so on. 

The Rothschilds wished to enlarge their 
capital by dealing in landed property as well 
as money. Both in Germany, France, and 
Austria they bought extensive estates, and were 
in many places allowed to place an entail on 
the property. On one occasion Baron Solomon 
received an even more conspicuous proof of 
imperial favour. He had rendered some im- 
portant service to the country, and the Emperor 
received him in private audience and gave him 
a ring from his own finger. The ring was not 
of much intrinsic value to a millionaire, but 
Rothschild was greatly concerned when, some 
time afterwards, he lost it after taking a bath. 
He promised a princely reward to any one who 

The Vienna Rothschilds 

discovered it, and, when the chief attendant at 
the bathing establishment found it and restored 
it to him, he gave her a sum amounting to 
nearly 600, with which she set up a business 
of her own. 

The Viennese, especially the Jewesses at 
Vienna, had a curious superstition in regard to 
Rothschild's hand. They literally believed 
that he turned into gold everything that he 
touched, as Baron Solomon himself discovered 
on one occasion. It was a very busy day on 
the Exchange, and the porter informed the 
baron that a lady, who would not give her 
name, wished to see him. He was an amiable 
and polite man, especially to ladies, and he 
hastened at once to his mysterious visitor. A 
lady veiled thickly to her feet was waiting for 
him, and Baron Solomon, thinking that he had 
to deal with a higher type of beggar, took out 
his purse. The lady shook her head, however, 
and said 

" I have not come to beg, baron, but to ask 
a favour." 

"What is it?" 


The Romance of the Rothschilds 

" My poor husband died two months ago, 
just before my daughter was betrothed. As 
you know, we Jews do not like a wedding 
during a year of mourning. . . ." 

" Do you want me to give you something for 
her outfit or her dowry ? " asked the baron, who 
was anxious to get back to his important 
business on the Exchange. 

" I am very grateful to you, but, fortunately, 
my husband has left us in fair circumstances. 
We are not rich, but we are not poor. . . ." 

" What do you want then, madam, please ? " 

" I have a favour to ask of you. I cannot 
give my daughter a dowry, but would like to 
give her something for luck. . . ." 

Baron Rothschild was impatient at wasting 
his time on trifles with a Jewish widow while 
the fight proceeded on the Exchange. 

"Well, what is it?" he said, again fingering 
his purse. 

The woman seized his arm. 

" No, baron, I don't want money, but some-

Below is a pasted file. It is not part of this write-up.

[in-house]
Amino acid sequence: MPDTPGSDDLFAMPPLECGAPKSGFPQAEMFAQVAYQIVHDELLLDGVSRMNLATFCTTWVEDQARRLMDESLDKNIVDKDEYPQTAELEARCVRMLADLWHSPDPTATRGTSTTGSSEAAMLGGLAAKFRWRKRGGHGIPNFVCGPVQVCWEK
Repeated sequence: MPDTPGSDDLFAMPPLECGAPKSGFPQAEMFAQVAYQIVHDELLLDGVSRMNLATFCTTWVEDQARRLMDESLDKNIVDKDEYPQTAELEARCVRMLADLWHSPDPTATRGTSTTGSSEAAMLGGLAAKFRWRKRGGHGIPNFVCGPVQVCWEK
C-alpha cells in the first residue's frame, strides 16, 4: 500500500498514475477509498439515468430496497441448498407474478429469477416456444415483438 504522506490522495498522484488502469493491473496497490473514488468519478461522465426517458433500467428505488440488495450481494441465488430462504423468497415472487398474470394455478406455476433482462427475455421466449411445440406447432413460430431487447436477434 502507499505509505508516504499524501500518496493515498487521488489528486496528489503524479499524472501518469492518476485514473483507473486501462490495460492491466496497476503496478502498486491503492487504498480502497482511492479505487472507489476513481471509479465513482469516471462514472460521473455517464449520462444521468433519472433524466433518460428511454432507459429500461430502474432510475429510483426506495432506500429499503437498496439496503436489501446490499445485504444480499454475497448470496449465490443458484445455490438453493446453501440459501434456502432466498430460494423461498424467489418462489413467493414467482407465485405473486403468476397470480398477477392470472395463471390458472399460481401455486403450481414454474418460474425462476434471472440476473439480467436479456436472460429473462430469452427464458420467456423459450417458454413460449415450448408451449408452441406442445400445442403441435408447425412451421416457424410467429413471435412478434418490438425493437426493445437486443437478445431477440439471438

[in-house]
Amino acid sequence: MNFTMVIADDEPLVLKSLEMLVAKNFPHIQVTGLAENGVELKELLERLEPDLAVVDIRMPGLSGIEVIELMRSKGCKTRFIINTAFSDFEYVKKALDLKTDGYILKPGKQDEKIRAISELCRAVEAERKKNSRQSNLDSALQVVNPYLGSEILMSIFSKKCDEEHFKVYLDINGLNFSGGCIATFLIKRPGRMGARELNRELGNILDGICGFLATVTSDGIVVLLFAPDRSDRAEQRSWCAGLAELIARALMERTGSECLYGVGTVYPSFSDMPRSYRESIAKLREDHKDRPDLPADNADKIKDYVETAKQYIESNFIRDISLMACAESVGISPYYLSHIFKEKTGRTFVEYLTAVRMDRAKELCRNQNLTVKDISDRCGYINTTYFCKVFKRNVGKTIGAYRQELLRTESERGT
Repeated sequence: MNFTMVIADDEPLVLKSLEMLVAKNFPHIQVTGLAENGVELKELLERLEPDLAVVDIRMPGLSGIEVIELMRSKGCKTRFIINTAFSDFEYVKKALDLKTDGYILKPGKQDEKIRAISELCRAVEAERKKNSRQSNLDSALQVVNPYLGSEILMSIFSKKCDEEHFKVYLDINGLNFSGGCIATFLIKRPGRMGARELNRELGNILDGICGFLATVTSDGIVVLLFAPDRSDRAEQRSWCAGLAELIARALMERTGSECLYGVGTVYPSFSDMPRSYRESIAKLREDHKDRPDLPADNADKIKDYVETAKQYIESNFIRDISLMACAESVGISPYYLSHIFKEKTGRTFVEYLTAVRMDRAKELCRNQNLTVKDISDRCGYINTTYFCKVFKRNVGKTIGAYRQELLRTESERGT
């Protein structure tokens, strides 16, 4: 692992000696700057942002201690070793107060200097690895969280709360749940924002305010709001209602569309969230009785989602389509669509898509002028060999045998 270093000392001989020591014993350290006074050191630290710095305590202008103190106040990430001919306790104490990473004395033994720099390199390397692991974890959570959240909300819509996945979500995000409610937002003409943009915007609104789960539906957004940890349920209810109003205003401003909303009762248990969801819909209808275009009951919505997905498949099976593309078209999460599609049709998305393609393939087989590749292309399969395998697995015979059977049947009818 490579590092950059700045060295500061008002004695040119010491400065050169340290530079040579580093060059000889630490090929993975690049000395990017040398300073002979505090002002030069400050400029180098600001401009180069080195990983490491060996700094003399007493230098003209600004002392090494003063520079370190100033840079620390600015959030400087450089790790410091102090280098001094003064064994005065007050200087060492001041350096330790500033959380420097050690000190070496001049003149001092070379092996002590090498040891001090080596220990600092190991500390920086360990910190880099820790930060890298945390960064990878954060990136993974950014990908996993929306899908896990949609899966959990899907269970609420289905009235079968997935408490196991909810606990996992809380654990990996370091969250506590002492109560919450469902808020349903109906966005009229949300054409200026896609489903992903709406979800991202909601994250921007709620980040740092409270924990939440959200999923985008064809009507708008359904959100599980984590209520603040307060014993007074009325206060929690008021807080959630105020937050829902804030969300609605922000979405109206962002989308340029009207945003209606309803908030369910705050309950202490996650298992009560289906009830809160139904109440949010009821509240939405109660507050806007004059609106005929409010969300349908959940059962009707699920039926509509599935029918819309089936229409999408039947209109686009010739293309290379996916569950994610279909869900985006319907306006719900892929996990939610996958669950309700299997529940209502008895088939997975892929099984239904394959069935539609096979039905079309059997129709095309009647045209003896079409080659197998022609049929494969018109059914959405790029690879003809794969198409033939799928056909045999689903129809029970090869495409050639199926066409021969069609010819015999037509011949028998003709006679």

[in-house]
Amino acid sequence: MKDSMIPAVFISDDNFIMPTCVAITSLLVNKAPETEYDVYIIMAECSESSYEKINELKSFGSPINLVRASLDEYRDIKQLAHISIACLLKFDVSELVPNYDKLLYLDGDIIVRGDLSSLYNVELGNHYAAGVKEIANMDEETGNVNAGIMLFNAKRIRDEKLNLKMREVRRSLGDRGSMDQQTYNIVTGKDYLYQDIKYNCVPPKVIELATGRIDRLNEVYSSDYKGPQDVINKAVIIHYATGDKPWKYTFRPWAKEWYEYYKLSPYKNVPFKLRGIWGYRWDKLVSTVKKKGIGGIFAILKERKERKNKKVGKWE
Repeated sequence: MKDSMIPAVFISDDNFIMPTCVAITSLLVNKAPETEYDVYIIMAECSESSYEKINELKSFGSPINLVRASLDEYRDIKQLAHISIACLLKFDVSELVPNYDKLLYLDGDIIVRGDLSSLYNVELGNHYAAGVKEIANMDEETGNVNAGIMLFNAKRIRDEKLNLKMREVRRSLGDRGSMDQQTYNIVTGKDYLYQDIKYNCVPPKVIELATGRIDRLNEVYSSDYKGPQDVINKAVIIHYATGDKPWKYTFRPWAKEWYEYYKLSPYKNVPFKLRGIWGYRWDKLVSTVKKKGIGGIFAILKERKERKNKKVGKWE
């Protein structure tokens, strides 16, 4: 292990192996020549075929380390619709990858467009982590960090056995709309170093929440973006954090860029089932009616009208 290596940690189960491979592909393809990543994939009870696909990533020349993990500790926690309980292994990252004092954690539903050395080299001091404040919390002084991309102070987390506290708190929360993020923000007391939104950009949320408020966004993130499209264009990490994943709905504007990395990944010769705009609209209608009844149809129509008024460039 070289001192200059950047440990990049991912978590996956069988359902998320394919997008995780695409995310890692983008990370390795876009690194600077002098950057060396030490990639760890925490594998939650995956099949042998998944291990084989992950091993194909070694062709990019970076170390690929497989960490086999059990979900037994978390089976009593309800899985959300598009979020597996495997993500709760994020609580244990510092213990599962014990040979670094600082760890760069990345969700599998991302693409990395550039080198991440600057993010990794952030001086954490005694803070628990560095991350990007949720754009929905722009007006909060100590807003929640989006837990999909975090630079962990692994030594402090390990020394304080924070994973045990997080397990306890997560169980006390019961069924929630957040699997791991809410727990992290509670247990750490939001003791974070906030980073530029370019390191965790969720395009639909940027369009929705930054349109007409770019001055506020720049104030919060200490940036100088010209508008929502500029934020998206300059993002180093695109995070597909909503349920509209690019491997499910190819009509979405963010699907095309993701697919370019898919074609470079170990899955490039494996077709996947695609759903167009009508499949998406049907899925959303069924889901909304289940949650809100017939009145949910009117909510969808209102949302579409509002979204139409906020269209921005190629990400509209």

thing to bring good luck to my daughter, as it 
will do better than your money/' 

The Vienna Rothschilds 

" What do you want ? " the baron said in 

" My husband, baron," she said quietly, " left 
me three Rothschild lottery bonds. I am 
giving them to my daughter, and, as I know 
what a lucky hand you have, I beg you to touch 
them, and I am sure that we shall then win a 
good prize." 

The baron touched the papers for her, and 
she went away. 

The younger generation of the Rothschilds 
were more disposed to enjoy social life, espe- 
cially in their earlier years. They were not 
attracted to the art of making money, and, 
indeed, the head of the family allowed none of 
them to interfere in the business as long as he 
lived. They had therefore plenty of time for 
social distractions, and began to move in the 
most exclusive circles at Vienna. Baron An- 
selm, Solomon's son, led the "gilded youths" 
of the town ; he used to drive always in a two- 
horsed carriage, and pay the coachman four or 
five times his fare. It did not threaten the 
stability of the firm, but Baron Solomon greatly 


The Romance of the Rothschilds 

disliked his son's conduct. One day Baron 
Solomon needed to get to some place as quickly 
as possible and took the first decent carriage 
he found. It happened to be the carriage which 
his son generally used, and the man looked 
forward to receiving an excellent tip. He was 
almost speechless with astonishment when it 
came to paying. The baron handed him the 
precise fare for the journey, and not a penny 
more. The coachman made a long face, and 
stood looking at the coin in his hand. 

" Isn't that the correct fare ? " the baron 
asked him. 

"Oh, yes, the fare is correct," the man 
muttered. " But the young baron would have 
given me three or four times as much." 

" Indeed," said the baron. " But, you see, 
my son has a wealthy father, and I have 

Baron Anselm had had an excellent education . 
He studied at Berlin University, and he had 
almost as good a business capacity as his uncle 
James, of Paris. He had served his apprentice- 
ship at Paris, and had then gone to transact 

The Vienna Rothschilds 

important business at Berlin, Copenhagen, 
Brussels, and other cities where the Roths- 
childs had no establishments. It was clear that 
he would be a good business-man, and the 
family selected him to go to Frankfort, where 
the advanced age of his uncle Anselm made it 
advisable for him to have a younger assistant. 
He remained there many years until, in 
1880, his father died, and he was needed at 

Baron Solomon had died suddenly on July 
28, in his seventy-ninth year. In spite of his 
advanced age he retained his vigour and a 
remarkable freshness of mind, and was very 
active even in his later years. He had only 
one son and one daughter by the marriage 
which he contracted with Caroline Stern. His 
daughter Betty had married Baron James, of 
Paris, and his son Anselm married Charlotte, 
the eldest daughter of his uncle Nathan. 

Baron Anselm took over the management